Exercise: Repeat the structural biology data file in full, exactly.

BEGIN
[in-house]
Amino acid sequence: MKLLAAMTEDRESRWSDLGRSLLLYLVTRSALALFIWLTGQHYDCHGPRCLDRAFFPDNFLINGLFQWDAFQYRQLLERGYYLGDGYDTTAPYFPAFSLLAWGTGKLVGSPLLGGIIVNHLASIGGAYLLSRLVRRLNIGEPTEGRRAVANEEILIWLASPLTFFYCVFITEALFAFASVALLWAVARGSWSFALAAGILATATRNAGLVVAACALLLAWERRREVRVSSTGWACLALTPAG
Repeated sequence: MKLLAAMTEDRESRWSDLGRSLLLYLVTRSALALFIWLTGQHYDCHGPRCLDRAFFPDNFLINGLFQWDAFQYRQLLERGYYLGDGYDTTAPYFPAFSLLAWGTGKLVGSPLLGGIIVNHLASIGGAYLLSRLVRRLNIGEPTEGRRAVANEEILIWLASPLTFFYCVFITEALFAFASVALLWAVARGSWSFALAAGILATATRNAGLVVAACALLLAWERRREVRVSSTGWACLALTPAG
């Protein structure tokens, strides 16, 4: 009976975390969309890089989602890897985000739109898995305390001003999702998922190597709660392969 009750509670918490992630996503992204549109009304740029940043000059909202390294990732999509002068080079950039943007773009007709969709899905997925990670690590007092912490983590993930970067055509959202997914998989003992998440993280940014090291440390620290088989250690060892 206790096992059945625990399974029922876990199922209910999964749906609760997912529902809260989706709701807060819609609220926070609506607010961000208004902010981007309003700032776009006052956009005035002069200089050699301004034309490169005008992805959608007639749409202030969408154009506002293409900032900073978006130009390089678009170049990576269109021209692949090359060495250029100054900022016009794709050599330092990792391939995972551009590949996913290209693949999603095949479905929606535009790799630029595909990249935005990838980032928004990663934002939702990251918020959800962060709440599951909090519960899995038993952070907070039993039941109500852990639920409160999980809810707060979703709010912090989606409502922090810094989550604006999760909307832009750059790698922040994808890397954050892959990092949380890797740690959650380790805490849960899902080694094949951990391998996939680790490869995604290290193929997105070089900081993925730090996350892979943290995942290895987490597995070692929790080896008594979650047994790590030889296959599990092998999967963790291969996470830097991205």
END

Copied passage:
[in-house]
Amino acid sequence: MKLLAAMTEDRESRWSDLGRSLLLYLVTRSALALFIWLTGQHYDCHGPRCLDRAFFPDNFLINGLFQWDAFQYRQLLERGYYLGDGYDTTAPYFPAFSLLAWGTGKLVGSPLLGGIIVNHLASIGGAYLLSRLVRRLNIGEPTEGRRAVANEEILIWLASPLTFFYCVFITEALFAFASVALLWAVARGSWSFALAAGILATATRNAGLVVAACALLLAWERRREVRVSSTGWACLALTPAG
Repeated sequence: MKLLAAMTEDRESRWSDLGRSLLLYLVTRSALALFIWLTGQHYDCHGPRCLDRAFFPDNFLINGLFQWDAFQYRQLLERGYYLGDGYDTTAPYFPAFSLLAWGTGKLVGSPLLGGIIVNHLASIGGAYLLSRLVRRLNIGEPTEGRRAVANEEILIWLASPLTFFYCVFITEALFAFASVALLWAVARGSWSFALAAGILATATRNAGLVVAACALLLAWERRREVRVSSTGWACLALTPAG
């Protein structure tokens, strides 16, 4: 009976975390969309890089989602890897985000739109898995305390001003999702998922190597709660392969 009750509670918490992630996503992204549109009304740029940043000059909202390294990732999509002068080079950039943007773009007709969709899905997925990670690590007092912490983590993930970067055509959202997914998989003992998440993280940014090291440390620290088989250690060892 206790096992059945625990399974029922876990199922209910999964749906609760997912529902809260989706709701807060819609609220926070609506607010961000208004902010981007309003700032776009006052956009005035002069200089050699301004034309490169005008992805959608007639749409202030969408154009506002293409900032900073978006130009390089678009170049990576269109021209692949090359060495250029100054900022016009794709050599330092990792391939995972551009590949996913290209693949999603095949479905929606535009790799630029595909990249935005990838980032928004990663934002939702990251918020959800962060709440599951909090519960899995038993952070907070039993039941109500852990639920409160999980809810707060979703709010912090989606409502922090810094989550604006999760909307832009750059790698922040994808890397954050892959990092949380890797740690959650380790805490849960899902080694094949951990391998996939680790490869995604290290193929997105070089900081993925730090996350892979943290995942290895987490597995070692929790080896008594979650047994790590030889296959599990092998999967963790291969996470830097991205």